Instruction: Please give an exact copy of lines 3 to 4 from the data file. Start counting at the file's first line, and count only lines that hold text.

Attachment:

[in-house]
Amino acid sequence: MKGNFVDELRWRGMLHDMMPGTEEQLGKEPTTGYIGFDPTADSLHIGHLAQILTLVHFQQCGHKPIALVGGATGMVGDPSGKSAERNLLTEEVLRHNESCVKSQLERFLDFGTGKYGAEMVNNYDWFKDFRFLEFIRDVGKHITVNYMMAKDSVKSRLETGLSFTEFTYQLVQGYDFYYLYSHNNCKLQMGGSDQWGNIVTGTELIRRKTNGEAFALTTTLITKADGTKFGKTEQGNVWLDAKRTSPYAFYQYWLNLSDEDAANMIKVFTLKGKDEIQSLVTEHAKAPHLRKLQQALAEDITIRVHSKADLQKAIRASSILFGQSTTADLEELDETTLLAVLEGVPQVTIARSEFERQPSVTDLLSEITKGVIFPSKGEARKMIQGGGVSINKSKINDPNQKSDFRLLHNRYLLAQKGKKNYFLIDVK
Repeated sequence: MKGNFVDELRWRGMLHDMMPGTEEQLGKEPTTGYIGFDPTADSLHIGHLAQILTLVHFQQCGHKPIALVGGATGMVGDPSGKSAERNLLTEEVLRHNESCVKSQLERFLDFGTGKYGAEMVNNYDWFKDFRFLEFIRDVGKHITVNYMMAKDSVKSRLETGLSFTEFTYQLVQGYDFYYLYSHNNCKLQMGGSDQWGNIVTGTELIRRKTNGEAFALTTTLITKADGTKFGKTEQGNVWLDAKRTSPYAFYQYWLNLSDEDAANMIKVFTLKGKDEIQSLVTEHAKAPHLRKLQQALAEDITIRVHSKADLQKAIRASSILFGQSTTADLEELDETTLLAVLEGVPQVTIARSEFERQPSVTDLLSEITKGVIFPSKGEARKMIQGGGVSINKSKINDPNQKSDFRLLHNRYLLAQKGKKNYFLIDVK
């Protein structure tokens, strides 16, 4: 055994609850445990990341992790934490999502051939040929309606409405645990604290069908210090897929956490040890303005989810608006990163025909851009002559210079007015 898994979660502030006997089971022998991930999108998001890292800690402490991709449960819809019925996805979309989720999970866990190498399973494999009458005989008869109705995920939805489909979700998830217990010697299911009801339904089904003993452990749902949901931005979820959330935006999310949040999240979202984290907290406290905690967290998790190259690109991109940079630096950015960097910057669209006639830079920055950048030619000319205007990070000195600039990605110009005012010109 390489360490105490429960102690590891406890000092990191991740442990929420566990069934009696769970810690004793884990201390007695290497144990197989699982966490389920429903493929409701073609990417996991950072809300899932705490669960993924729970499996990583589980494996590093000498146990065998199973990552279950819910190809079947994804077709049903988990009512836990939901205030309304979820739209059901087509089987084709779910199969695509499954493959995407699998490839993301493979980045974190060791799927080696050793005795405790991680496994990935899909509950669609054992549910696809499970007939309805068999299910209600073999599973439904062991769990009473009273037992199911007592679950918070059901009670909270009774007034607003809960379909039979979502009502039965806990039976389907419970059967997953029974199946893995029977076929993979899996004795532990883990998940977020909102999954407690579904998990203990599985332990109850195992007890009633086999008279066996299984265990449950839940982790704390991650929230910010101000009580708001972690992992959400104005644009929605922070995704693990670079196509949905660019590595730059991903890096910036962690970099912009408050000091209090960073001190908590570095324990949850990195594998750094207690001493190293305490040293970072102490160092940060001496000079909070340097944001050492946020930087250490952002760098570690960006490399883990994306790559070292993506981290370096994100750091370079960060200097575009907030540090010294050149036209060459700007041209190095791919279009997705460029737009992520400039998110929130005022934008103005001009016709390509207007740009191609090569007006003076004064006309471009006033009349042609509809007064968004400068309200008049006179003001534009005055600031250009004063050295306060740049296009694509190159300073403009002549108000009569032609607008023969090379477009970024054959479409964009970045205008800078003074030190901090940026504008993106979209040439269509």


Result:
Repeated sequence: MKGNFVDELRWRGMLHDMMPGTEEQLGKEPTTGYIGFDPTADSLHIGHLAQILTLVHFQQCGHKPIALVGGATGMVGDPSGKSAERNLLTEEVLRHNESCVKSQLERFLDFGTGKYGAEMVNNYDWFKDFRFLEFIRDVGKHITVNYMMAKDSVKSRLETGLSFTEFTYQLVQGYDFYYLYSHNNCKLQMGGSDQWGNIVTGTELIRRKTNGEAFALTTTLITKADGTKFGKTEQGNVWLDAKRTSPYAFYQYWLNLSDEDAANMIKVFTLKGKDEIQSLVTEHAKAPHLRKLQQALAEDITIRVHSKADLQKAIRASSILFGQSTTADLEELDETTLLAVLEGVPQVTIARSEFERQPSVTDLLSEITKGVIFPSKGEARKMIQGGGVSINKSKINDPNQKSDFRLLHNRYLLAQKGKKNYFLIDVK
């Protein structure tokens, strides 16, 4: 055994609850445990990341992790934490999502051939040929309606409405645990604290069908210090897929956490040890303005989810608006990163025909851009002559210079007015 898994979660502030006997089971022998991930999108998001890292800690402490991709449960819809019925996805979309989720999970866990190498399973494999009458005989008869109705995920939805489909979700998830217990010697299911009801339904089904003993452990749902949901931005979820959330935006999310949040999240979202984290907290406290905690967290998790190259690109991109940079630096950015960097910057669209006639830079920055950048030619000319205007990070000195600039990605110009005012010109 390489360490105490429960102690590891406890000092990191991740442990929420566990069934009696769970810690004793884990201390007695290497144990197989699982966490389920429903493929409701073609990417996991950072809300899932705490669960993924729970499996990583589980494996590093000498146990065998199973990552279950819910190809079947994804077709049903988990009512836990939901205030309304979820739209059901087509089987084709779910199969695509499954493959995407699998490839993301493979980045974190060791799927080696050793005795405790991680496994990935899909509950669609054992549910696809499970007939309805068999299910209600073999599973439904062991769990009473009273037992199911007592679950918070059901009670909270009774007034607003809960379909039979979502009502039965806990039976389907419970059967997953029974199946893995029977076929993979899996004795532990883990998940977020909102999954407690579904998990203990599985332990109850195992007890009633086999008279066996299984265990449950839940982790704390991650929230910010101000009580708001972690992992959400104005644009929605922070995704693990670079196509949905660019590595730059991903890096910036962690970099912009408050000091209090960073001190908590570095324990949850990195594998750094207690001493190293305490040293970072102490160092940060001496000079909070340097944001050492946020930087250490952002760098570690960006490399883990994306790559070292993506981290370096994100750091370079960060200097575009907030540090010294050149036209060459700007041209190095791919279009997705460029737009992520400039998110929130005022934008103005001009016709390509207007740009191609090569007006003076004064006309471009006033009349042609509809007064968004400068309200008049006179003001534009005055600031250009004063050295306060740049296009694509190159300073403009002549108000009569032609607008023969090379477009970024054959479409964009970045205008800078003074030190901090940026504008993106979209040439269509």